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Gastroenterology Research and Practice
Volume 2015 (2015), Article ID 410702, 7 pages
Research Article

Does Preendoscopy Rockall Score Safely Identify Low Risk Patients following Upper Gastrointestinal Haemorrhage?

1Department of Preventive and Social Medicine, Dunedin School of Medicine, University of Otago, Dunedin 9054, New Zealand
2Gastroenterology Unit, Southern District Health Board, Dunedin Hospital, 201 Great King Street, Dunedin 9016, New Zealand
3Department of Gastroenterology, Royal Cornwall Hospital, Truro, Cornwall TR1 3LJ, UK
4Department of Medicine, Dunedin School of Medicine, University of Otago, Dunedin 9054, New Zealand

Received 16 November 2014; Revised 12 April 2015; Accepted 20 April 2015

Academic Editor: Philipp Lenz

Copyright © 2015 Matthew R. Johnston et al. This is an open access article distributed under the Creative Commons Attribution License, which permits unrestricted use, distribution, and reproduction in any medium, provided the original work is properly cited.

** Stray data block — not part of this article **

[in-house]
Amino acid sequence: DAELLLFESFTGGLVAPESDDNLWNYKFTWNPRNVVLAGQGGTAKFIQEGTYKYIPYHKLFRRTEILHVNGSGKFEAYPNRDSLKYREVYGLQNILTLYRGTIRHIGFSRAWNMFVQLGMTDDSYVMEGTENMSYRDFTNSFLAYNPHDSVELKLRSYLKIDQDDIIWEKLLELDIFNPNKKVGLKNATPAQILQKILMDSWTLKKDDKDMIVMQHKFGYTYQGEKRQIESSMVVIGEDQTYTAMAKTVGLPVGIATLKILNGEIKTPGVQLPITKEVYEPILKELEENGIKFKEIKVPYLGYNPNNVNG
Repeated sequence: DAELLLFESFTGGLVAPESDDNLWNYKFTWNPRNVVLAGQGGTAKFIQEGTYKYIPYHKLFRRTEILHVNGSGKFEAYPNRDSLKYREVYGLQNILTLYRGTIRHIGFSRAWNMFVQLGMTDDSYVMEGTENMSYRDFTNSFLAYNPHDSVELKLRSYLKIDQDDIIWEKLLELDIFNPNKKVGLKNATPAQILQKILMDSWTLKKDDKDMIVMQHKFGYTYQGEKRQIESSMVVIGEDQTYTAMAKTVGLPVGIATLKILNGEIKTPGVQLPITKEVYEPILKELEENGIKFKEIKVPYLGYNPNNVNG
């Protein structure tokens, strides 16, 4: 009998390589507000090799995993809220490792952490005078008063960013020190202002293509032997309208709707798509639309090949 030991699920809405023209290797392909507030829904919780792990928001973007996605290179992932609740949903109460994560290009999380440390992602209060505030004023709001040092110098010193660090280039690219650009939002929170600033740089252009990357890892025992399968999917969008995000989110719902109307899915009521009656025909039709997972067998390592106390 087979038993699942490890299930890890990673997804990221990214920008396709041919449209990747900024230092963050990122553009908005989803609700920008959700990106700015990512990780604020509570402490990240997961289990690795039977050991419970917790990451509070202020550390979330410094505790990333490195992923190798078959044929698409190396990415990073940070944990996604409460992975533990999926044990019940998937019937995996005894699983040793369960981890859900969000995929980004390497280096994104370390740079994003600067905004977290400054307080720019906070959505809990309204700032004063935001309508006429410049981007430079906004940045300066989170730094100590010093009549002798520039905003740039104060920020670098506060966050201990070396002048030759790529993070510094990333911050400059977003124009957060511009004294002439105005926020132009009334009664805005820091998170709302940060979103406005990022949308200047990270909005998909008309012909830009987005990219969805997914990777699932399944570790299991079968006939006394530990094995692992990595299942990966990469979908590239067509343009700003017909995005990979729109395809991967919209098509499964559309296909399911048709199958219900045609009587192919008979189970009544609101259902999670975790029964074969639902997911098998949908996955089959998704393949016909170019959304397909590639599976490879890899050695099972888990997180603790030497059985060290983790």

Objective. To determine if preendoscopy Rockall score (PERS) enables safe outpatient management of New Zealanders with upper gastrointestinal haemorrhage (UGIH). Methods. Retrospective analysis of adults with UGIH over 59 consecutive months. PERS, diagnosis, demographics, need for endoscopic therapy, transfusion or surgery and 30-day mortality and 14-day rebleeding rate, and sensitivity and specificity of PERS for enabling safe discharge preendoscopy were calculated. Results. 424 admissions with UGIH. Median age was 74.3 years (range 19–93 years), with 55.1% being males. 30-day mortality was 4.6% and 14-day rebleeding rate was 6.0%. Intervention was required in 181 (46.6%): blood transfusion (147 : 37.9%), endoscopic intervention (75 : 19.3%), and surgery (8 : 2.1%). 42 (10.8%) had PERS = 0 with intervention required in 15 (35.7%). Females more frequently required intervention, OR 1.73 (CI: 1.12–2.69). PERS did not predict intervention but did predict 30-day mortality: each point increase equated to an increase in mortality of OR 1.46 (CI: 1.11–1.92). Taking NSAIDs/aspirin reduced 30-day mortality, OR 0.22 (CI: 0.08–0.60). Conclusion. PERS identifies 10.8% of those with UGIH as low risk but 35.7% required intervention or died. It has a limited role in assessing these patients and should not be used to identify those suitable for outpatient endoscopy.